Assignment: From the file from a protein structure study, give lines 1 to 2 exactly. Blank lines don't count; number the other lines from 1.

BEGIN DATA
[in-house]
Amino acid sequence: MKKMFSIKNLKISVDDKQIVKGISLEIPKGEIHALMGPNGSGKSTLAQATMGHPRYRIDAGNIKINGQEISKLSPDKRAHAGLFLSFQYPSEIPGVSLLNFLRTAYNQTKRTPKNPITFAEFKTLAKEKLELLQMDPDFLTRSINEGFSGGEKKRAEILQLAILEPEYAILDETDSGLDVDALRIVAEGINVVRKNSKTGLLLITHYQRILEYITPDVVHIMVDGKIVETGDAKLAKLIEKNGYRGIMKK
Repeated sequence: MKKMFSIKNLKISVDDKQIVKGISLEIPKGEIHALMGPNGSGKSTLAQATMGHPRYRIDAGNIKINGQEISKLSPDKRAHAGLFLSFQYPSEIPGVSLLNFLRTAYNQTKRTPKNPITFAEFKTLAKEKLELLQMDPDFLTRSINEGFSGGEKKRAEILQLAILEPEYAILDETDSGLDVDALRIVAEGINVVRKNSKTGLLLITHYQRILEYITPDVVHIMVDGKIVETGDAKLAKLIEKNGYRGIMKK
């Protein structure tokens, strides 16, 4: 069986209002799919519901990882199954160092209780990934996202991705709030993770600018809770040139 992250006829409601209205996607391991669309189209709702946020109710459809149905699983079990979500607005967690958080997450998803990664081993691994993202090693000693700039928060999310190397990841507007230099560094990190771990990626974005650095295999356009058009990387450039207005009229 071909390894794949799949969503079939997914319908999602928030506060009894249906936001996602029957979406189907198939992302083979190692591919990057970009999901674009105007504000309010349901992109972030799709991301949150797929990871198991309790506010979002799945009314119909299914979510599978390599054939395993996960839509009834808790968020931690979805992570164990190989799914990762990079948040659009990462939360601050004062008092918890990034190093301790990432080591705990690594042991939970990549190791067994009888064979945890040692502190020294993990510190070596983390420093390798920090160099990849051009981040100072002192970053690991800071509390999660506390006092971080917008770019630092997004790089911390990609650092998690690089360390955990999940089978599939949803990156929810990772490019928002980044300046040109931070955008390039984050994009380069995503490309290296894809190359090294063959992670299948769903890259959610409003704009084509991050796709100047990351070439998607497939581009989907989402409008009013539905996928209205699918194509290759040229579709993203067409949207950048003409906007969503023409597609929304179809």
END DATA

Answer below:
[in-house]
Amino acid sequence: MKKMFSIKNLKISVDDKQIVKGISLEIPKGEIHALMGPNGSGKSTLAQATMGHPRYRIDAGNIKINGQEISKLSPDKRAHAGLFLSFQYPSEIPGVSLLNFLRTAYNQTKRTPKNPITFAEFKTLAKEKLELLQMDPDFLTRSINEGFSGGEKKRAEILQLAILEPEYAILDETDSGLDVDALRIVAEGINVVRKNSKTGLLLITHYQRILEYITPDVVHIMVDGKIVETGDAKLAKLIEKNGYRGIMKK